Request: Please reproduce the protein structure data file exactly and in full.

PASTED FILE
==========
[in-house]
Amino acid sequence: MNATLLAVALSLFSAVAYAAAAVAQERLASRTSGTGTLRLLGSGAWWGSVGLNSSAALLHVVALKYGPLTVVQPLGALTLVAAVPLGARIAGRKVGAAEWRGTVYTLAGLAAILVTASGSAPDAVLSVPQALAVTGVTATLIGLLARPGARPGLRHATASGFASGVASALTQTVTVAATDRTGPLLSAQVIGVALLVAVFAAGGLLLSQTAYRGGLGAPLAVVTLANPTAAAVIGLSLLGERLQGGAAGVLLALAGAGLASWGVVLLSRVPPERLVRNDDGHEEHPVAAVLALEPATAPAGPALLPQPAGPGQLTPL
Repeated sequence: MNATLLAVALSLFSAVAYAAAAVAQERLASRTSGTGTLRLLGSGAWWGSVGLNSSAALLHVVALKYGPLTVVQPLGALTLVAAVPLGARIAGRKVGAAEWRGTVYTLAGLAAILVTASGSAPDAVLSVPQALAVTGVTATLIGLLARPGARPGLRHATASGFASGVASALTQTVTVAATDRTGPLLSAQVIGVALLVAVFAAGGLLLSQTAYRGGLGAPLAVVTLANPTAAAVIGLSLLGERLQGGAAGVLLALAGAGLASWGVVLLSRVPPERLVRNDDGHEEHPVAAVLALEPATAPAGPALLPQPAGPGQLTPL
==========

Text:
[in-house]
Amino acid sequence: MNATLLAVALSLFSAVAYAAAAVAQERLASRTSGTGTLRLLGSGAWWGSVGLNSSAALLHVVALKYGPLTVVQPLGALTLVAAVPLGARIAGRKVGAAEWRGTVYTLAGLAAILVTASGSAPDAVLSVPQALAVTGVTATLIGLLARPGARPGLRHATASGFASGVASALTQTVTVAATDRTGPLLSAQVIGVALLVAVFAAGGLLLSQTAYRGGLGAPLAVVTLANPTAAAVIGLSLLGERLQGGAAGVLLALAGAGLASWGVVLLSRVPPERLVRNDDGHEEHPVAAVLALEPATAPAGPALLPQPAGPGQLTPL
Repeated sequence: MNATLLAVALSLFSAVAYAAAAVAQERLASRTSGTGTLRLLGSGAWWGSVGLNSSAALLHVVALKYGPLTVVQPLGALTLVAAVPLGARIAGRKVGAAEWRGTVYTLAGLAAILVTASGSAPDAVLSVPQALAVTGVTATLIGLLARPGARPGLRHATASGFASGVASALTQTVTVAATDRTGPLLSAQVIGVALLVAVFAAGGLLLSQTAYRGGLGAPLAVVTLANPTAAAVIGLSLLGERLQGGAAGVLLALAGAGLASWGVVLLSRVPPERLVRNDDGHEEHPVAAVLALEPATAPAGPALLPQPAGPGQLTPL